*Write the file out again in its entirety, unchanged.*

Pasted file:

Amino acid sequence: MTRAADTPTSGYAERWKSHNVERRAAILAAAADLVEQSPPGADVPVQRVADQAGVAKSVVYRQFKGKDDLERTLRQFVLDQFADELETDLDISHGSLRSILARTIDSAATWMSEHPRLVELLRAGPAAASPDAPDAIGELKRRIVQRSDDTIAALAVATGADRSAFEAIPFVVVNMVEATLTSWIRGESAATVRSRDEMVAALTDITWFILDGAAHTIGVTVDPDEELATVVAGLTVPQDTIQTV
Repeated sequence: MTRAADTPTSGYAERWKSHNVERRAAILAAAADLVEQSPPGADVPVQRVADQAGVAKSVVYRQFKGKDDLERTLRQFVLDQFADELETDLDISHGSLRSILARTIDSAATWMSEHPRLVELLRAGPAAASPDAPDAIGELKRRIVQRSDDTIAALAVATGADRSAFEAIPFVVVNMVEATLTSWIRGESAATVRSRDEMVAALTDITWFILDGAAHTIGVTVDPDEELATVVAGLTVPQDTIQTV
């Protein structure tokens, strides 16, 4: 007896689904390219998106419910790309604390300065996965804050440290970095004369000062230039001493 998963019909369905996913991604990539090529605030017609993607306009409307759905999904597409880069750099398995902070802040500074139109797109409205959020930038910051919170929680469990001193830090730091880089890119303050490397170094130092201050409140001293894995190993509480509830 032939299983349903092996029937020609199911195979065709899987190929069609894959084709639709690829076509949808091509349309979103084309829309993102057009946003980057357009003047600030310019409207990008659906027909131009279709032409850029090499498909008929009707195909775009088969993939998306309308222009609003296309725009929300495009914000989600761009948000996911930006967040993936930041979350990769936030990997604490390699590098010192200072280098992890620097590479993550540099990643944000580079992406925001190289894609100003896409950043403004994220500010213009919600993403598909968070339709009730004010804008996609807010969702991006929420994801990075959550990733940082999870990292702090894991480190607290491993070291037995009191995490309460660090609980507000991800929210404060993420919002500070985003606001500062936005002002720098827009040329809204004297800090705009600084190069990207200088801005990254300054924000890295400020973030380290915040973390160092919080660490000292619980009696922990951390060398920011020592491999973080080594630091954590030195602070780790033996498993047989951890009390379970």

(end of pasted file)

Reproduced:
Amino acid sequence: MTRAADTPTSGYAERWKSHNVERRAAILAAAADLVEQSPPGADVPVQRVADQAGVAKSVVYRQFKGKDDLERTLRQFVLDQFADELETDLDISHGSLRSILARTIDSAATWMSEHPRLVELLRAGPAAASPDAPDAIGELKRRIVQRSDDTIAALAVATGADRSAFEAIPFVVVNMVEATLTSWIRGESAATVRSRDEMVAALTDITWFILDGAAHTIGVTVDPDEELATVVAGLTVPQDTIQTV
Repeated sequence: MTRAADTPTSGYAERWKSHNVERRAAILAAAADLVEQSPPGADVPVQRVADQAGVAKSVVYRQFKGKDDLERTLRQFVLDQFADELETDLDISHGSLRSILARTIDSAATWMSEHPRLVELLRAGPAAASPDAPDAIGELKRRIVQRSDDTIAALAVATGADRSAFEAIPFVVVNMVEATLTSWIRGESAATVRSRDEMVAALTDITWFILDGAAHTIGVTVDPDEELATVVAGLTVPQDTIQTV
């Protein structure tokens, strides 16, 4: 007896689904390219998106419910790309604390300065996965804050440290970095004369000062230039001493 998963019909369905996913991604990539090529605030017609993607306009409307759905999904597409880069750099398995902070802040500074139109797109409205959020930038910051919170929680469990001193830090730091880089890119303050490397170094130092201050409140001293894995190993509480509830 032939299983349903092996029937020609199911195979065709899987190929069609894959084709639709690829076509949808091509349309979103084309829309993102057009946003980057357009003047600030310019409207990008659906027909131009279709032409850029090499498909008929009707195909775009088969993939998306309308222009609003296309725009929300495009914000989600761009948000996911930006967040993936930041979350990769936030990997604490390699590098010192200072280098992890620097590479993550540099990643944000580079992406925001190289894609100003896409950043403004994220500010213009919600993403598909968070339709009730004010804008996609807010969702991006929420994801990075959550990733940082999870990292702090894991480190607290491993070291037995009191995490309460660090609980507000991800929210404060993420919002500070985003606001500062936005002002720098827009040329809204004297800090705009600084190069990207200088801005990254300054924000890295400020973030380290915040973390160092919080660490000292619980009696922990951390060398920011020592491999973080080594630091954590030195602070780790033996498993047989951890009390379970």